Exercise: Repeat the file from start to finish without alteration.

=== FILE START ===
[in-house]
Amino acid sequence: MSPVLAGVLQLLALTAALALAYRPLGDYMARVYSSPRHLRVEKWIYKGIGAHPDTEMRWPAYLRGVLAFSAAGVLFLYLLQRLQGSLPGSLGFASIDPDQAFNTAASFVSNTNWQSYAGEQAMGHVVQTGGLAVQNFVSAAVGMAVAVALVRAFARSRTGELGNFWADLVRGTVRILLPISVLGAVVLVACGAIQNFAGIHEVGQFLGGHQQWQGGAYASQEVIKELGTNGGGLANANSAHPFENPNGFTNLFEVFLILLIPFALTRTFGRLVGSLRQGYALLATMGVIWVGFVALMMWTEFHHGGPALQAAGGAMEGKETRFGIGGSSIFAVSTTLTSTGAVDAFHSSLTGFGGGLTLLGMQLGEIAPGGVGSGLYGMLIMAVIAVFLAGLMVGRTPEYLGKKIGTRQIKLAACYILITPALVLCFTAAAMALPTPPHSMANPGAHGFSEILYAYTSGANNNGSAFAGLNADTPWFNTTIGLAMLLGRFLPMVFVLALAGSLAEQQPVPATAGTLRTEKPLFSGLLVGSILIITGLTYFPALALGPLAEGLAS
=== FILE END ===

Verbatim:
[in-house]
Amino acid sequence: MSPVLAGVLQLLALTAALALAYRPLGDYMARVYSSPRHLRVEKWIYKGIGAHPDTEMRWPAYLRGVLAFSAAGVLFLYLLQRLQGSLPGSLGFASIDPDQAFNTAASFVSNTNWQSYAGEQAMGHVVQTGGLAVQNFVSAAVGMAVAVALVRAFARSRTGELGNFWADLVRGTVRILLPISVLGAVVLVACGAIQNFAGIHEVGQFLGGHQQWQGGAYASQEVIKELGTNGGGLANANSAHPFENPNGFTNLFEVFLILLIPFALTRTFGRLVGSLRQGYALLATMGVIWVGFVALMMWTEFHHGGPALQAAGGAMEGKETRFGIGGSSIFAVSTTLTSTGAVDAFHSSLTGFGGGLTLLGMQLGEIAPGGVGSGLYGMLIMAVIAVFLAGLMVGRTPEYLGKKIGTRQIKLAACYILITPALVLCFTAAAMALPTPPHSMANPGAHGFSEILYAYTSGANNNGSAFAGLNADTPWFNTTIGLAMLLGRFLPMVFVLALAGSLAEQQPVPATAGTLRTEKPLFSGLLVGSILIITGLTYFPALALGPLAEGLAS